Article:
Sandel identifies a gap in the diminished place of moral argument on the political left since the 1960s. The problem now, he says, is that there's too little moral argument in politics, not too much.
Indeed, when challenged to validate the role of religious views in American politics, Sandel suggests that the response is not to try to silence these theological moral perspectives but instead to elicit and present alternative moral arguments, and to do so across the full spectrum of political issues, looking beyond abortion and stem-cell research to identify and challenge moral positions on the economy and welfare.
"We shouldn't adjudicate in advance what sources are relevant or appropriate to public argument," Sandel says. Public debate should not be abandoned out of fear of opposition or an assumption of inevitable failure: when it comes to finding consensus, he says, "we can't know unless we try".
Turning to Britain's progressive politics, Sandel identifies a need to relate abstract political goals, such as equality and social justice, with the real lives of citizens. He argues that these concerns must be "anchored" in the Labour tradition, of "solidarity and civic virtue and community". This, Sandel says, produces a "more concrete, textured, story-rich politics".
Where did these abstract goals come from? Sandel contends that, following the market victories of the Thatcher/Reagan years, the Blair/Clinton governments which followed failed to investigate or challenge the fundamental idea of a market-based political economy. This, he says, was supported by an academic community that increasingly saw economics as the social science of human behaviour, and thus as a more abstract and ambitious field of study, and a hubristic misinterpretation of the end of the Cold War as crowning one specific model of free market capitalism as the winner.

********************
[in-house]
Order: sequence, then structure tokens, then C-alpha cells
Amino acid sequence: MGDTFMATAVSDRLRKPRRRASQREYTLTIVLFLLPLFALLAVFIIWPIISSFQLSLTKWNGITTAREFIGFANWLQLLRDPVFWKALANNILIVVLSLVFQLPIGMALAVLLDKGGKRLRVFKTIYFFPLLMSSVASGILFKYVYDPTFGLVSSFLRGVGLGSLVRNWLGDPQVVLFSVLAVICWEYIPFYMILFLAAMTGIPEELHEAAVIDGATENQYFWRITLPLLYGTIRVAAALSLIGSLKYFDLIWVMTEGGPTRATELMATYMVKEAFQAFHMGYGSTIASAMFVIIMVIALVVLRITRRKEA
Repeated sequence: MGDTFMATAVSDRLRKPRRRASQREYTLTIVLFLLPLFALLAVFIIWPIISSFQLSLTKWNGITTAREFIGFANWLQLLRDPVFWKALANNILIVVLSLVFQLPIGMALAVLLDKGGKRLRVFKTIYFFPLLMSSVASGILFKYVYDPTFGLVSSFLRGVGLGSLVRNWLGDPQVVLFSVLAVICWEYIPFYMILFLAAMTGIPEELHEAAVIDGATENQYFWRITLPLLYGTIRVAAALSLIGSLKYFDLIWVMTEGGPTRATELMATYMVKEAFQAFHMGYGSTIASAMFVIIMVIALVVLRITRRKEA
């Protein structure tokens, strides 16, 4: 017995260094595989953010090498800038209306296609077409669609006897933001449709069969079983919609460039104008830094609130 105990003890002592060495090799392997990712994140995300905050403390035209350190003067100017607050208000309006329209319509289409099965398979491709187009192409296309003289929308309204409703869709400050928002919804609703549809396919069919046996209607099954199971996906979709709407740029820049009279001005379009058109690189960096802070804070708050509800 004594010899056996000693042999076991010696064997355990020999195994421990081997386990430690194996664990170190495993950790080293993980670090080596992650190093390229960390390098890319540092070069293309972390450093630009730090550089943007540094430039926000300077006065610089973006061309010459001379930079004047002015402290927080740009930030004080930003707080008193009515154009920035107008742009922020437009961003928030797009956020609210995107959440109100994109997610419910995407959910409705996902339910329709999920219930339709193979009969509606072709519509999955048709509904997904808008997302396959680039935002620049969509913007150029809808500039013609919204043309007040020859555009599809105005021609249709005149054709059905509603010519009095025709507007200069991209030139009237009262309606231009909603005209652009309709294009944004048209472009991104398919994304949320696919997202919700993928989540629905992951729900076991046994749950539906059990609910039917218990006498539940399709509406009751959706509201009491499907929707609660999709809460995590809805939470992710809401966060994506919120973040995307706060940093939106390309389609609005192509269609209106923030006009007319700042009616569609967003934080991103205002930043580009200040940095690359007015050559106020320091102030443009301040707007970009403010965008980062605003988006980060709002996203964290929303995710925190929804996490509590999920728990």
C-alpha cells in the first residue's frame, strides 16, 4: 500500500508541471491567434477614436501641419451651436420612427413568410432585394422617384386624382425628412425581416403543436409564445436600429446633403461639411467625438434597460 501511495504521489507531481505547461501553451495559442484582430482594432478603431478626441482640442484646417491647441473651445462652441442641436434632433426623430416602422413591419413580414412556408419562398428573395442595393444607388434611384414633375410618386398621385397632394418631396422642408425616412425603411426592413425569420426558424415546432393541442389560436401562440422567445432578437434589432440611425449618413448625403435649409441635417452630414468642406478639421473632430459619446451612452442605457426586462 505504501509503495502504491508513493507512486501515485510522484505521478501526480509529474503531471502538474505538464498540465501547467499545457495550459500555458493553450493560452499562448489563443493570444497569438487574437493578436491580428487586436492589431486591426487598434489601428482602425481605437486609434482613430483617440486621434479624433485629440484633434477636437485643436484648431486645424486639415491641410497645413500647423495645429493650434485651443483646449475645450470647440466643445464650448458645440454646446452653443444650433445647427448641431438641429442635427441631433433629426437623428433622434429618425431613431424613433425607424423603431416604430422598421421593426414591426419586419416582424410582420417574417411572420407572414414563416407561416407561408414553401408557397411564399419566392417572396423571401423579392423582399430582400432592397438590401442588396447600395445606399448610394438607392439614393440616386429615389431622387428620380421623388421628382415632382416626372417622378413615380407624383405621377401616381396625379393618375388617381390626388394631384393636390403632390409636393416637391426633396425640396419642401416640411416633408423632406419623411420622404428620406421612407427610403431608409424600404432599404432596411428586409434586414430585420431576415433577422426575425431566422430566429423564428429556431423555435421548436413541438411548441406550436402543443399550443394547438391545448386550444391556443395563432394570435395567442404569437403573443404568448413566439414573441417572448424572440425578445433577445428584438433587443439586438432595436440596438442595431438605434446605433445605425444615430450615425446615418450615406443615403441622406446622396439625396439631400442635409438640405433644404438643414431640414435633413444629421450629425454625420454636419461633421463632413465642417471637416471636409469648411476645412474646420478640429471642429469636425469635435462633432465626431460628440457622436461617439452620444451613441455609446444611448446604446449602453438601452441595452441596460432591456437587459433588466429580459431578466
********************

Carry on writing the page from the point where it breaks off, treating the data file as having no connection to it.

The success of market capitalism, Sandel contends, has allowed us the comfort of seeming to be able to avoid moral debates and the need to exercise judgment about what "the good life" is and how to achieve it. These debates are not easy, he concedes: there are "powerful interests arrayed against public discussion of markets". Sandel finds hope for change, if not outright optimism, in the public desire for better politics, in people's "impatience with the existing terms of public discourse".
Lastly, on the question of state versus private provision of services, Sandel argues that "we should ask hard questions about outsourcing public services to private companies" but that we must look at the matter on a case-by-case basis, on empirical grounds, not as "a matter of faith", in order to "be alive to the nuances of public purpose". We need, he says, to break the habit of seeing "the state and the markets as the only possible instruments for achieving the common good" and ask "what should be the role of civil society in trying to work out a politics of the common good?"
Michael Sandel and Nick Pearce were participating in a debate for Juncture, IPPR's journal of politics and ideas.